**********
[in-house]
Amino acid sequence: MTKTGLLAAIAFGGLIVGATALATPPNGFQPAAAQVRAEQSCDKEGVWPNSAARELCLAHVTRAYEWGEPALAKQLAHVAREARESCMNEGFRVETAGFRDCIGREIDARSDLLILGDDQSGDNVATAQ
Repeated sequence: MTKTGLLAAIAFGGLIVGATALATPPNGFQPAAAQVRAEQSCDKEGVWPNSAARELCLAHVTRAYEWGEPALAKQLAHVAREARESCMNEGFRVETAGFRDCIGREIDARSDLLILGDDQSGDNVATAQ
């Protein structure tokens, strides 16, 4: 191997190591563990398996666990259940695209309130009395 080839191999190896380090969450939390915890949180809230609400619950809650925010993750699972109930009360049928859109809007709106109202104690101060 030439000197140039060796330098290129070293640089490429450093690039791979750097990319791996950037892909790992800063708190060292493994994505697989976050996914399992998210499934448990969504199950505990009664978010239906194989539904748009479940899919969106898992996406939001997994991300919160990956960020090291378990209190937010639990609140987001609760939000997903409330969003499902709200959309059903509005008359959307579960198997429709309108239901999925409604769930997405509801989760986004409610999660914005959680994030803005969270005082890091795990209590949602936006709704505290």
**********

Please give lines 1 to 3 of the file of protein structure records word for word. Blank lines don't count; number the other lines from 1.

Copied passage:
[in-house]
Amino acid sequence: MTKTGLLAAIAFGGLIVGATALATPPNGFQPAAAQVRAEQSCDKEGVWPNSAARELCLAHVTRAYEWGEPALAKQLAHVAREARESCMNEGFRVETAGFRDCIGREIDARSDLLILGDDQSGDNVATAQ
Repeated sequence: MTKTGLLAAIAFGGLIVGATALATPPNGFQPAAAQVRAEQSCDKEGVWPNSAARELCLAHVTRAYEWGEPALAKQLAHVAREARESCMNEGFRVETAGFRDCIGREIDARSDLLILGDDQSGDNVATAQ